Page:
(2 Cor. 6:10a)
“I didn’t have a single melancholy thought on that hike,” I said.
“I’ll bet you did,” said my son. “Think about it.”
“Oh, yeah. I’m feeling melancholy now about not having a melancholy thought.”
We had just completed a trek in Catalina Foothills State Park, the desert greened after the rains last week, sahuaro cacti waterlogged, the stream with water and even small trickling waterfalls. Beautiful. Yet you can never fully relax on a desert hike. Hikes in the desert Southwest are fraught with danger. Miss your footing and it can be a sheer drop not into a relatively soft, fuzzy shrub or pine tree but into a prickly pear cactus or a teddy bear cholla, barbed and bristly.
Just tonight, returning from dinner, I heard a stern mother warning her child: “Genesis, stop warmin’ up to that cactus and get over here. That’s a cactus, boy, and you get up against that and you gonna know something. Now get in that car.”
I never met anyone named Genesis. That’s a lot to bear, to be the beginning. I want to meet Genesis’s brothers and sisters and see how far his parents went. I want to meet Revelation. I want to see the beginning and the end, the Alpha and Omega.
But back to danger. Yesterday, we were hiking the four miles of the Phoneline Trail, high above the Sabino Canyon. Fall off the trail, my wife reminded me cheerily (she insists that this is her favorite trail), and you may be “impaled by a cactus.” Beautiful danger is all around. I nearly lost my balance once and reached out for a handhold - on a cactus which, thankfully, I only touched tentatively and let go quickly. And a few years ago, in the heat of a mid-day sun on the same trail, I nearly stepped on a rattlesnake that slithered across the trail. Now, my wife or son goes in front, as my son informs me that I may be daydreaming or writing a poem in my head. Or having a melancholy thought, a regular and unfounded indictment that makes me. . . well. . . sad.
“Are you writing another blog post, Dad?”
“Yes. I’m stealing your experiences, exaggerating and prevaricating and making up words. It’s what writers do.”
I love the desert. Yesterday, flying over the washboard roads of the Ironwood National Monument, we saw one rancher in a truck and a dusty couple in a fatally low of clearance car, all in two hours. We stopped in the splintered shade of a mesquite once, turned the ignition off, as we are wont to do when on such rovings, and listened. The wind lapped gently on the palo verde, mesquite, and ironwood trees. An occasional quail or cactus wren called. The motor ticked. As we sat in the shadow of Ragged Top Mountain, these ironwood trees, which can live as long as 800 years, surrounded us, like a platoon of elders, their gnarled trunks and evergreen providing a nursery shade for sahuaro and other baby plants, homes for desert mice and birds, and, until protected here, for firewood. I motored on.
“Dad, can you slow down?”
“I can’t figure out if it’s better to slow down for the ruts and rocks or just speed through and levitate over them.”
“I don’t think that works.”
Which, according to the brilliant stars of that formerly BBC show, Top Gear, is incorrect. Just last night, in a show filmed ten years ago, which I am just getting round to, the short chap of the threesome, Hamilton, said otherwise, and demonstrated. Of course, he lost much of his car in the demonstration, including, in this show, doors, bumpers, and side mirrors.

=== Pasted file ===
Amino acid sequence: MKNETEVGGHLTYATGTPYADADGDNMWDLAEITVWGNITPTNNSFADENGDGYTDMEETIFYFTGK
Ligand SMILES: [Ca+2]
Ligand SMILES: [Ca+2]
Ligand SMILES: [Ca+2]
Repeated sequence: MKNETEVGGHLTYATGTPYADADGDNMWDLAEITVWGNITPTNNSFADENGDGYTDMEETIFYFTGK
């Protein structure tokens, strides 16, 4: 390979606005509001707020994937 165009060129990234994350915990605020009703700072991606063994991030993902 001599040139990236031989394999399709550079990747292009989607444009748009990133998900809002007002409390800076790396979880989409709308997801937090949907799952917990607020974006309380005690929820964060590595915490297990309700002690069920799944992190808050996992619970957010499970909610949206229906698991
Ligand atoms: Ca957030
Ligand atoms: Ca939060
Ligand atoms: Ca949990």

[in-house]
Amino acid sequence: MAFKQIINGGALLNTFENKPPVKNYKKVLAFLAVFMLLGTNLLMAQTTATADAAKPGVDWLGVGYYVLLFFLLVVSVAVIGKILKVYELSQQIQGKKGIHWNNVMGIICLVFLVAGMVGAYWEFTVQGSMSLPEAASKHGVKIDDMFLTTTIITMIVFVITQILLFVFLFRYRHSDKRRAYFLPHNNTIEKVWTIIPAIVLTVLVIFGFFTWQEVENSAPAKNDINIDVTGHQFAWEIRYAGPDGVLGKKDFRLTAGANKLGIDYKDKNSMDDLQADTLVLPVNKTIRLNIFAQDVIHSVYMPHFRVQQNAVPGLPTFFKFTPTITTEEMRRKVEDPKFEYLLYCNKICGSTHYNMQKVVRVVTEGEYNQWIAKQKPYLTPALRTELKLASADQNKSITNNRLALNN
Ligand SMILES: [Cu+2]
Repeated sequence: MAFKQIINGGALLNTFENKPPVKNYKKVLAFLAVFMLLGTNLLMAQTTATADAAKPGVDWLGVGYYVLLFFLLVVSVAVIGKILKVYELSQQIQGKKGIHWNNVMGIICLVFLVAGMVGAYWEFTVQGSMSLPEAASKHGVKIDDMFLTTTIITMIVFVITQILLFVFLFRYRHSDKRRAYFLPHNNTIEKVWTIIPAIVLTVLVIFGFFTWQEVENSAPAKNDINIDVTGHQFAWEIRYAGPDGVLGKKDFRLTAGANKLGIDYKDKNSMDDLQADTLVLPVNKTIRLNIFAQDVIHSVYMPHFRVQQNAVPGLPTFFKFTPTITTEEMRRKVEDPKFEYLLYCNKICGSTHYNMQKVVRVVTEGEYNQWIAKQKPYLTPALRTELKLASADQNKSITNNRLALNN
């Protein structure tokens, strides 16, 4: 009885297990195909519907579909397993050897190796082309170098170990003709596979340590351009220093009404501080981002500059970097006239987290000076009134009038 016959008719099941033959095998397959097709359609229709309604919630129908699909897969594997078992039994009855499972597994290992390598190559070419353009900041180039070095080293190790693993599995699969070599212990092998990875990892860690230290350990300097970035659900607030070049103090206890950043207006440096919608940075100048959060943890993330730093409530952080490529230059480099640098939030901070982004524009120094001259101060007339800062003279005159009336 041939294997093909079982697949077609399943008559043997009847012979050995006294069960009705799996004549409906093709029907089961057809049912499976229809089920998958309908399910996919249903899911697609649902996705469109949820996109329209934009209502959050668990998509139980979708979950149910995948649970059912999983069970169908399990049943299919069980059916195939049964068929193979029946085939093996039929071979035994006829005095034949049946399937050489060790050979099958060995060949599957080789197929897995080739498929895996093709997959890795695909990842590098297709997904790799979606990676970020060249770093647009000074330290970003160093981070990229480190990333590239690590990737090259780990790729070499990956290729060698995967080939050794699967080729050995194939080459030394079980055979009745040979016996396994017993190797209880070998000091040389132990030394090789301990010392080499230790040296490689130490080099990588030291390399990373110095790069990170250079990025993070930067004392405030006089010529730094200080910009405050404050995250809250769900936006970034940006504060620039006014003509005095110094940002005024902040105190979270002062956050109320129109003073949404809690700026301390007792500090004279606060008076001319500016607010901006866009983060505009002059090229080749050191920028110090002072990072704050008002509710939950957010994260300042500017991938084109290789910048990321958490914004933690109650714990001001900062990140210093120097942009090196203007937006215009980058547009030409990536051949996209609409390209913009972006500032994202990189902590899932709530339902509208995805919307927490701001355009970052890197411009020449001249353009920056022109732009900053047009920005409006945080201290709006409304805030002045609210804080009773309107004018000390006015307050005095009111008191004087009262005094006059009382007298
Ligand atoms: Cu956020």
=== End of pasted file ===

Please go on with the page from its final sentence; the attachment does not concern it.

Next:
I didn’t. To my knowledge anyway. Dollar Rental can be glad.
Yet on the western border of Ironwood, the greatest discovery of all was had: El Tiro Gliderport, home of the Tucson Soaring Club. My tech-savvy wife, who was navigating from the rear seat using her sharp eyes and Google World, located first a sail plane and then, via World, an airport of sorts. We turned down another gravel-topped road off Pump Station Road and pulled up to a double wide, preceded by an open hanger full of sail planes. For over an hour we watched the tow plane hitch sailplanes to it, take them aloft, and release them to free-fall back to the earth, to a soft landing, after riding thermals around and around, looking down, silently, on the ironwood forest. A crusty sailplane veteran, with patched jeans and a grizzly face, told us one pilot had once stayed aloft nearly seven hours, traveling all the way to the Mexican border and back - with no engine. That’s like no engine.
I had a melancholy thought, then. But it didn’t last long. The sun is warming, the air is cool, my son is out on the line talking to a pilot about one of his great loves, and my wife is basking in the desert air and sun, an almost permanent and beautiful smile on her face.
She’s still smiling. She loves the desert, as do I. This one, the Sonoran, is not barren but full of life.
In a hour or so, just before dusk, the birds will come to the tree off our patio, squawking and jostling for position before settling in for the night. From our balcony perch we’ll look out over the desert wash and then up to the Catalinas and let the cooing of the doves and the golden color of the slanted light dispel every melancholy thought that may intrude. And as the sun descends and the shadows lengthen, we’ll remember what another desert traveler said, that “in this world you will have trouble,” and yet, as He bid, we will take heart, because He has overcome the world and become the light and song in our every desert, rejoicing over us with singing (Zephaniah 3:17). Maybe that’s why you’d name a little boy Genesis, to bear great hope.